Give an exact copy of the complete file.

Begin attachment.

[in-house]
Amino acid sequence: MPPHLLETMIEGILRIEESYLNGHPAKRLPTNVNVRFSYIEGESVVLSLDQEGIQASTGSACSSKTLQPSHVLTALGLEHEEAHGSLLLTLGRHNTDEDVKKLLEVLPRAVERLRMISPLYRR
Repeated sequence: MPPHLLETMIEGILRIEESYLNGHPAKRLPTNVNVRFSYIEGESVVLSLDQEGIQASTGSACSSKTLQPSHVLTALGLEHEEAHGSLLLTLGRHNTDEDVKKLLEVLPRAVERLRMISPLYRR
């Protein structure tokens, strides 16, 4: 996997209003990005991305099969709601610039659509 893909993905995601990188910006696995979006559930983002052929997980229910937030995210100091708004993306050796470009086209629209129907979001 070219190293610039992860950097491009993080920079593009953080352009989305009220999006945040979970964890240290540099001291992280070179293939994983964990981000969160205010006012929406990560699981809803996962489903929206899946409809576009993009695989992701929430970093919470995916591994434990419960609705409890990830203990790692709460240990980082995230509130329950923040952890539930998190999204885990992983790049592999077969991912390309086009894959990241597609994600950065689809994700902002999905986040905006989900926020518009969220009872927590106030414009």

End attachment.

[in-house]
Amino acid sequence: MPPHLLETMIEGILRIEESYLNGHPAKRLPTNVNVRFSYIEGESVVLSLDQEGIQASTGSACSSKTLQPSHVLTALGLEHEEAHGSLLLTLGRHNTDEDVKKLLEVLPRAVERLRMISPLYRR
Repeated sequence: MPPHLLETMIEGILRIEESYLNGHPAKRLPTNVNVRFSYIEGESVVLSLDQEGIQASTGSACSSKTLQPSHVLTALGLEHEEAHGSLLLTLGRHNTDEDVKKLLEVLPRAVERLRMISPLYRR
């Protein structure tokens, strides 16, 4: 996997209003990005991305099969709601610039659509 893909993905995601990188910006696995979006559930983002052929997980229910937030995210100091708004993306050796470009086209629209129907979001 070219190293610039992860950097491009993080920079593009953080352009989305009220999006945040979970964890240290540099001291992280070179293939994983964990981000969160205010006012929406990560699981809803996962489903929206899946409809576009993009695989992701929430970093919470995916591994434990419960609705409890990830203990790692709460240990980082995230509130329950923040952890539930998190999204885990992983790049592999077969991912390309086009894959990241597609994600950065689809994700902002999905986040905006989900926020518009969220009872927590106030414009």